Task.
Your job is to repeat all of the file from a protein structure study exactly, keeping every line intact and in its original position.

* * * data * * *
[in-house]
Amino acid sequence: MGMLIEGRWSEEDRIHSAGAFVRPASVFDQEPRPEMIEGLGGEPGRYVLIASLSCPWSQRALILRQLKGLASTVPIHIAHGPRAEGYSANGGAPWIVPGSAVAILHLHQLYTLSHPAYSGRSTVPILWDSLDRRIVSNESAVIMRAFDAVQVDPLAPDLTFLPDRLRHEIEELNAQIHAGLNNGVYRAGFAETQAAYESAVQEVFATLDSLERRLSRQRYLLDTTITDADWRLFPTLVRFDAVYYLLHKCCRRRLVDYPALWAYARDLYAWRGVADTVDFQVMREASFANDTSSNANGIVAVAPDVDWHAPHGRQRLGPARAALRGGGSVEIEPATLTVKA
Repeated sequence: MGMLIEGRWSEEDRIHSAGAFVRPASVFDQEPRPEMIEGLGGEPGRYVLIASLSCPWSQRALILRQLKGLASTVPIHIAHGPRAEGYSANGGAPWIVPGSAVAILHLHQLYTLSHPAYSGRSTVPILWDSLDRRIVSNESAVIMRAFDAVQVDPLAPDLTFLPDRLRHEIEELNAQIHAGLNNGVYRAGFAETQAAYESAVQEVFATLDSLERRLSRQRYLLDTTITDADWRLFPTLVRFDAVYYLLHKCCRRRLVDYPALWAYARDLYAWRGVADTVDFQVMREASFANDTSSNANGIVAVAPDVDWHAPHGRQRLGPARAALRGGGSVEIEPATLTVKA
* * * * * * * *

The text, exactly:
[in-house]
Amino acid sequence: MGMLIEGRWSEEDRIHSAGAFVRPASVFDQEPRPEMIEGLGGEPGRYVLIASLSCPWSQRALILRQLKGLASTVPIHIAHGPRAEGYSANGGAPWIVPGSAVAILHLHQLYTLSHPAYSGRSTVPILWDSLDRRIVSNESAVIMRAFDAVQVDPLAPDLTFLPDRLRHEIEELNAQIHAGLNNGVYRAGFAETQAAYESAVQEVFATLDSLERRLSRQRYLLDTTITDADWRLFPTLVRFDAVYYLLHKCCRRRLVDYPALWAYARDLYAWRGVADTVDFQVMREASFANDTSSNANGIVAVAPDVDWHAPHGRQRLGPARAALRGGGSVEIEPATLTVKA
Repeated sequence: MGMLIEGRWSEEDRIHSAGAFVRPASVFDQEPRPEMIEGLGGEPGRYVLIASLSCPWSQRALILRQLKGLASTVPIHIAHGPRAEGYSANGGAPWIVPGSAVAILHLHQLYTLSHPAYSGRSTVPILWDSLDRRIVSNESAVIMRAFDAVQVDPLAPDLTFLPDRLRHEIEELNAQIHAGLNNGVYRAGFAETQAAYESAVQEVFATLDSLERRLSRQRYLLDTTITDADWRLFPTLVRFDAVYYLLHKCCRRRLVDYPALWAYARDLYAWRGVADTVDFQVMREASFANDTSSNANGIVAVAPDVDWHAPHGRQRLGPARAALRGGGSVEIEPATLTVKA